I don’t know what to think of what I’ve just seen… Continue reading
When I was in my early twenties, living on my own in Portland and making my way about town, either on my bike or the bus, I would read the “missed connections/I SAW U” section of my local weeklies (Willamette Week, or Willy Week, or just Willy and The Mercury or Merc). I didn’t have a computer, so I didn’t know about Craigslist or other online sites. I used computers at the time to do occasional research and emailing, but mainly to type up papers for my Portland Community College classes and generally in the college’s communal computer lab.
Since I am an English teacher here in Germany, much of what I do is discuss intercultural communication. It is a wonderfully interesting topic that I one day would fully enjoy officially learning more about (and obtaining a certification in so as to appease the German culturist in me). This blog post, I feel, is about something we Americans and English speakers take for granted and that I often have to actually be reminded of anymore if I interact with Americans (especially one’s that are not used to German communication styles, as I find myself becoming more ‘German’ all the time in that regard), especially if I am on American soil!
The author makes some very good points with this post, otherwise I would not have reblogged it.
When first-time expatriates arrive in the United States they are often underprepared for the North American way of communicating. This is especially true for Central Europeans who tend to assume that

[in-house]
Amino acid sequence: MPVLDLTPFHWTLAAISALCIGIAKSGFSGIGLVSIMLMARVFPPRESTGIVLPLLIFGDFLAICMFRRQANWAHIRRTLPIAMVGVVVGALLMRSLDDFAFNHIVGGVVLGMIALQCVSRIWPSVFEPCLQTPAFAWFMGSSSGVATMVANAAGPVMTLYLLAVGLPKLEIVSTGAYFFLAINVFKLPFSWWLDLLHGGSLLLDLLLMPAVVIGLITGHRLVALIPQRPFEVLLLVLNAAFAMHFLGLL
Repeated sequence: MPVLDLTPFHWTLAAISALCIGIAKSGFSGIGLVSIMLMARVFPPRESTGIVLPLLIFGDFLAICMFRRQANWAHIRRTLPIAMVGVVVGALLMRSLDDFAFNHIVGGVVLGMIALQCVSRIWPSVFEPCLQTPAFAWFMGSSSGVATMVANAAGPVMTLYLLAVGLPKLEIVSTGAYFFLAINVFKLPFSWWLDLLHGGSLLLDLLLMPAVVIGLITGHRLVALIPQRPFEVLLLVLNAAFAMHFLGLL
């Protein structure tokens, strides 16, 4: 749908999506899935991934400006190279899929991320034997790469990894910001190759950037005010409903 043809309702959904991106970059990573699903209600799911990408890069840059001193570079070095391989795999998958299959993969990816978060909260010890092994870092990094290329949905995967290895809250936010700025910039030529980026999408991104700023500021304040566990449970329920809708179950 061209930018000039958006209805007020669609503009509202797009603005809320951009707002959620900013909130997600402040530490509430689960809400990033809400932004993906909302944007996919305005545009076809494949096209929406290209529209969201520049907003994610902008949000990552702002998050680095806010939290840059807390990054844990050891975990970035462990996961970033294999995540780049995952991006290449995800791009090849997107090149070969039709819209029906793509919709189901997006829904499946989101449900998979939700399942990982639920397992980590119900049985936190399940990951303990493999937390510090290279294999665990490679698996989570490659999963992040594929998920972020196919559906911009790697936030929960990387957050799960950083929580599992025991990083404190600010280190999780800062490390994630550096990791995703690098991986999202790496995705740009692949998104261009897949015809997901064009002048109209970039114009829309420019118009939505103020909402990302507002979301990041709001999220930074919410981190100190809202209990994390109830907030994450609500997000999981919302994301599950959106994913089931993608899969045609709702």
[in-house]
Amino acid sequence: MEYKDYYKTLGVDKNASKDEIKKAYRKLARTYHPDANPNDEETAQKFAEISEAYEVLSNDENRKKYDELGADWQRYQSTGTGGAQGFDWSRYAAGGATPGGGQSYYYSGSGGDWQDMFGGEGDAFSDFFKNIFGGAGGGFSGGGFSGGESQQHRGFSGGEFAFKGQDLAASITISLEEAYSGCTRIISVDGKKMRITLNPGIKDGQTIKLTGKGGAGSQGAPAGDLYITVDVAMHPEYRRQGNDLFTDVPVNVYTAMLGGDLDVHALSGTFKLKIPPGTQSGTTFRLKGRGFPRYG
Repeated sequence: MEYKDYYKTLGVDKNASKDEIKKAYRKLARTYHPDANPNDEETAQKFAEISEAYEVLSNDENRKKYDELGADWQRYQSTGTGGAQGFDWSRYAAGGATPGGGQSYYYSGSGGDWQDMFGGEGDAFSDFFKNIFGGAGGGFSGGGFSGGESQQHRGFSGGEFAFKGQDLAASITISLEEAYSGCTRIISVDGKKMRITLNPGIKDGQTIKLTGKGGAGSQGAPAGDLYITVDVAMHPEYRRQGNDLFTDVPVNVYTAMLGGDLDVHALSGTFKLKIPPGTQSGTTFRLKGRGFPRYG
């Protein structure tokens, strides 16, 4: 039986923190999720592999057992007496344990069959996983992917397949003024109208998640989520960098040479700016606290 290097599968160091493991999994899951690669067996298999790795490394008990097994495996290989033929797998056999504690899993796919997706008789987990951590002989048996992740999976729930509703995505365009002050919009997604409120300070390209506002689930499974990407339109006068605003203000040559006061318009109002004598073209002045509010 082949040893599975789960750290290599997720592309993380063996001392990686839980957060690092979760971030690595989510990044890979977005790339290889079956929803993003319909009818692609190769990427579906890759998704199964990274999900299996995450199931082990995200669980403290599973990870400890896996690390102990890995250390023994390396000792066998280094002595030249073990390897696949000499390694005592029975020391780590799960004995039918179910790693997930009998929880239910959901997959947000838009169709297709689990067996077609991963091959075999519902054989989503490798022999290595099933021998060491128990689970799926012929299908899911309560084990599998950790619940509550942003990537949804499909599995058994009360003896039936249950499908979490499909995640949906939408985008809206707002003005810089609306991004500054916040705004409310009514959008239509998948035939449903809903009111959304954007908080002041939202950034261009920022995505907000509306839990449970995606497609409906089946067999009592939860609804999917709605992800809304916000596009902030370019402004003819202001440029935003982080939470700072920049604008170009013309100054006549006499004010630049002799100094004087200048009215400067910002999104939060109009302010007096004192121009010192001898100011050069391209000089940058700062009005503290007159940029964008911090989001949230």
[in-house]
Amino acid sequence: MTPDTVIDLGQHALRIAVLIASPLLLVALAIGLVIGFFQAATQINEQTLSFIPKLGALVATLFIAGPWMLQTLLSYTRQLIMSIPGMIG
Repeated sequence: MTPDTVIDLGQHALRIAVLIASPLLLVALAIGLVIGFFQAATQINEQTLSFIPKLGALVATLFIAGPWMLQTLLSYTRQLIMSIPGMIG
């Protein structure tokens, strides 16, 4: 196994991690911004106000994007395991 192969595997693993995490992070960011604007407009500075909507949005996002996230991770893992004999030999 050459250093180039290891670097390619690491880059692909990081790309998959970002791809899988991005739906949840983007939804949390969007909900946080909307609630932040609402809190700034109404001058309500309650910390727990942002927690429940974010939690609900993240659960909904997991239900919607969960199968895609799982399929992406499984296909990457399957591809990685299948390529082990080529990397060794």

i) they learned enough about American communication patterns via literature and media consumption, and/or
ii) communication styles are very similar and thus, differences can be neglected. The trouble typically begins when expats do not detect or even ignore the transatlantic gap. Unfortunately, many Americans also lack the communicative fine-tuning to realize that their new colleagues from Germany or Austria share information differently. That’s when intercultural team building efforts can hit a roadblock. However, companies and their employees can prepare for these obstacles.
I compiled what I consider the 9 key aspects of the US-American communication style worth internalizing. You can get them as a FREE white paper over at my company website. Just leave your name and…
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Third times the charm with this baby! I don’t even want to tell you how long it took me to retype this. After the first attempt at posting I felt it was my duty to rewrite this topic from my perspective because there isn’t any better time than the present. You can see my initial reaction to WordPress not saving my work here, even after I had clicked on the save draft button numerous times.
While I have attempted to remain rather neutral on this issue, as Ezra Klein recently pointed out, doing just that is rather impossible and is a political act in itself.